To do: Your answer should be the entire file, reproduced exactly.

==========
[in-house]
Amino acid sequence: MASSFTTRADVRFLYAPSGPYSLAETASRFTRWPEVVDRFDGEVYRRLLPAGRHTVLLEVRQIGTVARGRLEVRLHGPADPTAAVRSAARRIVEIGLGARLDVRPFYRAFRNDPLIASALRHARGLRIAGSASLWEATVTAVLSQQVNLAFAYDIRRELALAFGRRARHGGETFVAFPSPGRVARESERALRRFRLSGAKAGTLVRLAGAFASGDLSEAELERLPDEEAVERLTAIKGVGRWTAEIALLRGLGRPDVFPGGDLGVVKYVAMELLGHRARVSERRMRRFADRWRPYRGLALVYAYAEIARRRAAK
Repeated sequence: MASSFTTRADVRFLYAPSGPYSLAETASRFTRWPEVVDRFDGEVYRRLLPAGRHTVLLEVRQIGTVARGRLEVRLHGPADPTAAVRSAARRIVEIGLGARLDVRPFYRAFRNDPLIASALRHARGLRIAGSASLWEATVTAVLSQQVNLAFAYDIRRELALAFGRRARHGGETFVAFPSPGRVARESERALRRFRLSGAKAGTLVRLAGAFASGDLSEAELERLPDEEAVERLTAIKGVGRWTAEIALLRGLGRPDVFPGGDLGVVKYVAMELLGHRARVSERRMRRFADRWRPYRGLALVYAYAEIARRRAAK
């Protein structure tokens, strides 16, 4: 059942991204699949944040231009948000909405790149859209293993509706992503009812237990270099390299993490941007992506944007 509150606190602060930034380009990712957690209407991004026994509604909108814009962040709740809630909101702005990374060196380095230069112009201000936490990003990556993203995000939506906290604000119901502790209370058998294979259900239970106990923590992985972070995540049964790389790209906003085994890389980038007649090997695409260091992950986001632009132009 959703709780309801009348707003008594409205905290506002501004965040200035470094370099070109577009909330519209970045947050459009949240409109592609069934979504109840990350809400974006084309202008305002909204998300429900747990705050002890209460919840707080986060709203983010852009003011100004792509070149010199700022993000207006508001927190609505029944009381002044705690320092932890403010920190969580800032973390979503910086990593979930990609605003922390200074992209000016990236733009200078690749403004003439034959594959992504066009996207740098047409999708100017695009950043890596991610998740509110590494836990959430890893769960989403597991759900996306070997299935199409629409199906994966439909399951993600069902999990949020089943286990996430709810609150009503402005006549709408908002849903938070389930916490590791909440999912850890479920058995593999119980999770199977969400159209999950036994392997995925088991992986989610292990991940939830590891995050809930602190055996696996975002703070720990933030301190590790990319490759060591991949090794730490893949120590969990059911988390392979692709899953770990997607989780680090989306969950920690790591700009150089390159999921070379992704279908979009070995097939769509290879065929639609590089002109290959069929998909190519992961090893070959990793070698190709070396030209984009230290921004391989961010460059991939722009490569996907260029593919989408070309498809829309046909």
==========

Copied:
[in-house]
Amino acid sequence: MASSFTTRADVRFLYAPSGPYSLAETASRFTRWPEVVDRFDGEVYRRLLPAGRHTVLLEVRQIGTVARGRLEVRLHGPADPTAAVRSAARRIVEIGLGARLDVRPFYRAFRNDPLIASALRHARGLRIAGSASLWEATVTAVLSQQVNLAFAYDIRRELALAFGRRARHGGETFVAFPSPGRVARESERALRRFRLSGAKAGTLVRLAGAFASGDLSEAELERLPDEEAVERLTAIKGVGRWTAEIALLRGLGRPDVFPGGDLGVVKYVAMELLGHRARVSERRMRRFADRWRPYRGLALVYAYAEIARRRAAK
Repeated sequence: MASSFTTRADVRFLYAPSGPYSLAETASRFTRWPEVVDRFDGEVYRRLLPAGRHTVLLEVRQIGTVARGRLEVRLHGPADPTAAVRSAARRIVEIGLGARLDVRPFYRAFRNDPLIASALRHARGLRIAGSASLWEATVTAVLSQQVNLAFAYDIRRELALAFGRRARHGGETFVAFPSPGRVARESERALRRFRLSGAKAGTLVRLAGAFASGDLSEAELERLPDEEAVERLTAIKGVGRWTAEIALLRGLGRPDVFPGGDLGVVKYVAMELLGHRARVSERRMRRFADRWRPYRGLALVYAYAEIARRRAAK
């Protein structure tokens, strides 16, 4: 059942991204699949944040231009948000909405790149859209293993509706992503009812237990270099390299993490941007992506944007 509150606190602060930034380009990712957690209407991004026994509604909108814009962040709740809630909101702005990374060196380095230069112009201000936490990003990556993203995000939506906290604000119901502790209370058998294979259900239970106990923590992985972070995540049964790389790209906003085994890389980038007649090997695409260091992950986001632009132009 959703709780309801009348707003008594409205905290506002501004965040200035470094370099070109577009909330519209970045947050459009949240409109592609069934979504109840990350809400974006084309202008305002909204998300429900747990705050002890209460919840707080986060709203983010852009003011100004792509070149010199700022993000207006508001927190609505029944009381002044705690320092932890403010920190969580800032973390979503910086990593979930990609605003922390200074992209000016990236733009200078690749403004003439034959594959992504066009996207740098047409999708100017695009950043890596991610998740509110590494836990959430890893769960989403597991759900996306070997299935199409629409199906994966439909399951993600069902999990949020089943286990996430709810609150009503402005006549709408908002849903938070389930916490590791909440999912850890479920058995593999119980999770199977969400159209999950036994392997995925088991992986989610292990991940939830590891995050809930602190055996696996975002703070720990933030301190590790990319490759060591991949090794730490893949120590969990059911988390392979692709899953770990997607989780680090989306969950920690790591700009150089390159999921070379992704279908979009070995097939769509290879065929639609590089002109290959069929998909190519992961090893070959990793070698190709070396030209984009230290921004391989961010460059991939722009490569996907260029593919989408070309498809829309046909």